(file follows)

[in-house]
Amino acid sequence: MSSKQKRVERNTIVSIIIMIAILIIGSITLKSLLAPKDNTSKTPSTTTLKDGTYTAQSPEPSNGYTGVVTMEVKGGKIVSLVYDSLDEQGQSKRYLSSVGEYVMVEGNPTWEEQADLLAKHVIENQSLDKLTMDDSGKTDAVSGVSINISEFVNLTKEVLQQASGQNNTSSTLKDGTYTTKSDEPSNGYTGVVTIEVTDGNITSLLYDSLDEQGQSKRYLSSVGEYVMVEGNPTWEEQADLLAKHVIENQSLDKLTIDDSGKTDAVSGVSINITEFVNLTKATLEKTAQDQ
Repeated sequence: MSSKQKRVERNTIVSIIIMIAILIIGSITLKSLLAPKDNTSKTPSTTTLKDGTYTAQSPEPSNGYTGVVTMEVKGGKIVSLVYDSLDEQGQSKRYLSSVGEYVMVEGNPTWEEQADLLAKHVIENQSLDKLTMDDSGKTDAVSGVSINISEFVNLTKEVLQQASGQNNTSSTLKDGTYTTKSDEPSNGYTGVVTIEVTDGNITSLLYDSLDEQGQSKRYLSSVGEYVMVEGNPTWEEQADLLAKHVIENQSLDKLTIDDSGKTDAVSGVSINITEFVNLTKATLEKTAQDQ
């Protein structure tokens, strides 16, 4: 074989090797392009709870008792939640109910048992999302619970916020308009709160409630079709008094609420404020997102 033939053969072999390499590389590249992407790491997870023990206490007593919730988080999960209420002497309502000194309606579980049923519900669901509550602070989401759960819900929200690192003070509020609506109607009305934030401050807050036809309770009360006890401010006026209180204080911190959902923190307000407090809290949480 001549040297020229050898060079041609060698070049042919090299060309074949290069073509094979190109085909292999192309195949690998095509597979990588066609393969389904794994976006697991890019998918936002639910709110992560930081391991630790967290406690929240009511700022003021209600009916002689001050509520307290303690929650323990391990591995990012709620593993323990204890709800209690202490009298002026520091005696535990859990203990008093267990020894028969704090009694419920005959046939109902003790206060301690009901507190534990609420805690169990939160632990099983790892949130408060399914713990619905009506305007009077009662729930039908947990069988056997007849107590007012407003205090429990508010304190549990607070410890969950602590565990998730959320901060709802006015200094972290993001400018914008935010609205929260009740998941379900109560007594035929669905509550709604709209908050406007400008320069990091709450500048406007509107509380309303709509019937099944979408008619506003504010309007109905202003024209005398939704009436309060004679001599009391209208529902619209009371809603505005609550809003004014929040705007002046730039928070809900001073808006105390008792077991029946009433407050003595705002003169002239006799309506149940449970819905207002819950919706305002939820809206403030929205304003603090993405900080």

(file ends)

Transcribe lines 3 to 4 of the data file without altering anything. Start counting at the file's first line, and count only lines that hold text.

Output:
Repeated sequence: MSSKQKRVERNTIVSIIIMIAILIIGSITLKSLLAPKDNTSKTPSTTTLKDGTYTAQSPEPSNGYTGVVTMEVKGGKIVSLVYDSLDEQGQSKRYLSSVGEYVMVEGNPTWEEQADLLAKHVIENQSLDKLTMDDSGKTDAVSGVSINISEFVNLTKEVLQQASGQNNTSSTLKDGTYTTKSDEPSNGYTGVVTIEVTDGNITSLLYDSLDEQGQSKRYLSSVGEYVMVEGNPTWEEQADLLAKHVIENQSLDKLTIDDSGKTDAVSGVSINITEFVNLTKATLEKTAQDQ
């Protein structure tokens, strides 16, 4: 074989090797392009709870008792939640109910048992999302619970916020308009709160409630079709008094609420404020997102 033939053969072999390499590389590249992407790491997870023990206490007593919730988080999960209420002497309502000194309606579980049923519900669901509550602070989401759960819900929200690192003070509020609506109607009305934030401050807050036809309770009360006890401010006026209180204080911190959902923190307000407090809290949480 001549040297020229050898060079041609060698070049042919090299060309074949290069073509094979190109085909292999192309195949690998095509597979990588066609393969389904794994976006697991890019998918936002639910709110992560930081391991630790967290406690929240009511700022003021209600009916002689001050509520307290303690929650323990391990591995990012709620593993323990204890709800209690202490009298002026520091005696535990859990203990008093267990020894028969704090009694419920005959046939109902003790206060301690009901507190534990609420805690169990939160632990099983790892949130408060399914713990619905009506305007009077009662729930039908947990069988056997007849107590007012407003205090429990508010304190549990607070410890969950602590565990998730959320901060709802006015200094972290993001400018914008935010609205929260009740998941379900109560007594035929669905509550709604709209908050406007400008320069990091709450500048406007509107509380309303709509019937099944979408008619506003504010309007109905202003024209005398939704009436309060004679001599009391209208529902619209009371809603505005609550809003004014929040705007002046730039928070809900001073808006105390008792077991029946009433407050003595705002003169002239006799309506149940449970819905207002819950919706305002939820809206403030929205304003603090993405900080």